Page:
It’s a great pleasure to have the opportunity to speak to the Assembly and Business Trust.
In these difficult economic times, it is more important than ever that elected representatives understand business and industry and that business and industry understand elected representatives.
I know that the Assembly and Business Trust does great work in fostering mutual understanding between Northern Ireland’s political leadership and its business community.
Providing the right conditions for enterprise to flourish and create the jobs and prosperity on which we all depend is crucial for any government, be it at national, devolved or local level.
It’s something that has shaped my time in public life throughout my tenure as MEP, MP, Minister and now Secretary of State ... and it remains for me a key motivation for the work that I do for the Government and for Northern Ireland.
Today, I want to talk about the measures that the UK Government is taking to restore economic growth and sustainable recovery.
I want to set out why I think it would be disastrous if we were to change course now.
And I’m going to set out some of the action we are taking to support the Executive in its efforts to re-balance the economy in Northern Ireland.
Three years ago the UK was in the midst of the worst economic and financial crisis since the 1930s.
We were paying the price for a decade of irresponsibility…
... a debt-fuelled boom followed by the biggest bust in living memory.
It’s easy enough to blame the banks for the economic crisis.
And yes they need to take their share of responsibility for what happened…
... as do the people who removed the Bank of England’s historic role in making sure that banking credit was kept within responsible limits.
That was a crucial regulatory safeguard and it should never have been scrapped.
So I’m pleased to say that following the Vickers’ Review that this Government set up ... we are reforming the banking system to reverse this mistake and others made on banking regulation by the last Government.
Yet in reality the banks only made a bad situation worse.
As a result of the financial mismanagement of the previous administration, the UK had the largest structural deficit of any major western economy when the Coalition took over.
It was of similar proportions to that of Greece.
For years the country went on a public spending binge that it simply couldn’t afford, with increases year on year that far outstripped growth in the economy.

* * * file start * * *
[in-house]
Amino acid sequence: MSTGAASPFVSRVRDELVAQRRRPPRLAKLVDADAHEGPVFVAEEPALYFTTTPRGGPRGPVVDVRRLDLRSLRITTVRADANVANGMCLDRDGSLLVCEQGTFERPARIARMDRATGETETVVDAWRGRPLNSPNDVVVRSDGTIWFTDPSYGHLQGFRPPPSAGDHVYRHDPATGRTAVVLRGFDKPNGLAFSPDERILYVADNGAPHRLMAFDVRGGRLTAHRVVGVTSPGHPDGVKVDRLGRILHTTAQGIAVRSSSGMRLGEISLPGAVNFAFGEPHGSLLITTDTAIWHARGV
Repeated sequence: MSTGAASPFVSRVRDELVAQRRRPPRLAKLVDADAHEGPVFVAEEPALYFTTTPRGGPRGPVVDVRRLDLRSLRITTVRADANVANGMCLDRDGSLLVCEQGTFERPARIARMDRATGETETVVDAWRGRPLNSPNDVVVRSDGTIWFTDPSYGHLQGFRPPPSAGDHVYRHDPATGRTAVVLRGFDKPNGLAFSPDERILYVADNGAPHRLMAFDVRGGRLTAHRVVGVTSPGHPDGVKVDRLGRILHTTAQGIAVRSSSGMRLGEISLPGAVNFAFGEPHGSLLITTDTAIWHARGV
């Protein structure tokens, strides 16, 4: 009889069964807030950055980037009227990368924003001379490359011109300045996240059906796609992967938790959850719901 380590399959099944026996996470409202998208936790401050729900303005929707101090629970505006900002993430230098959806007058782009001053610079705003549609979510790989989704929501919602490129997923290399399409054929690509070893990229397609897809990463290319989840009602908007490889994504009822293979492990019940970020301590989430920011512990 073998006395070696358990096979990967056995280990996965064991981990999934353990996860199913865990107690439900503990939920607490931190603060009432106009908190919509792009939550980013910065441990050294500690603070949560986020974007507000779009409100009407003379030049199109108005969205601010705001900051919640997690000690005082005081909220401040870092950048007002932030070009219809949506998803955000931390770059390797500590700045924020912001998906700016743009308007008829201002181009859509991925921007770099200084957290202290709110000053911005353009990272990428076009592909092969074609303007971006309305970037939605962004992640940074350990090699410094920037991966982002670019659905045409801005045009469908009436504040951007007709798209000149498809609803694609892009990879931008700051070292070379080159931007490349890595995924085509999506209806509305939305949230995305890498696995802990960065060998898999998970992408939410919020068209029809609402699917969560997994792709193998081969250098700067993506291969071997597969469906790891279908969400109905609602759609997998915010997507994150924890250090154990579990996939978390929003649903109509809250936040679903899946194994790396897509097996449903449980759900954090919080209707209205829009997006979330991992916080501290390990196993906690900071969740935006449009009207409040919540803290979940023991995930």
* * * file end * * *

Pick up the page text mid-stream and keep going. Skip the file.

Unlike governments in countries such as Germany and Canada, Labour failed use the sunshine years of boom to fix the roof.
Fixing the public finances in times of prosperity so you’re better prepared for the lean times isn’t just classic economics ... it’s simple good housekeeping ... and Labour manifestly failed to do it.
Instead, they doubled the national debt and took us to the brink of bankruptcy.
We’re still paying the price for that failure which left the country in a much weaker position to deal with the economic tsunami when it hit in 2008.
It currently costs us around £120 million a day in interest on our debts.
In fact our debt interest is more than twice this year’s budget for the whole of public expenditure here in Northern Ireland.
That is the legacy that the Coalition Government inherited when it took power just three years ago.
Our first and overriding priority therefore had to be implementing a credible strategy to deal with the largest deficit in the UK’s peacetime history.
And that’s precisely what we’ve done.
As a result of the difficult decisions taken by George Osborne, the deficit is down by a quarter.
Our borrowing costs are at record lows helping to keep down mortgage and interest rates … which is so important for businesses and families right across the UK ... including here in Northern Ireland.
Business taxes have been cut and since the General Election the private sector across the UK has created over a million new jobs.
UK unemployment is now lower than when the Coalition Government took office and the numbers in employment are at record levels.
There are tentative signs that the economy is healing.
There’s no doubt that we’re still on a difficult road.
But I have no doubt that it’s the right road.
And to change course now would be disastrous.
That is the lesson to be learned from the decision by one of the credit rating agencies to downgrade the UK from AAA to AA1.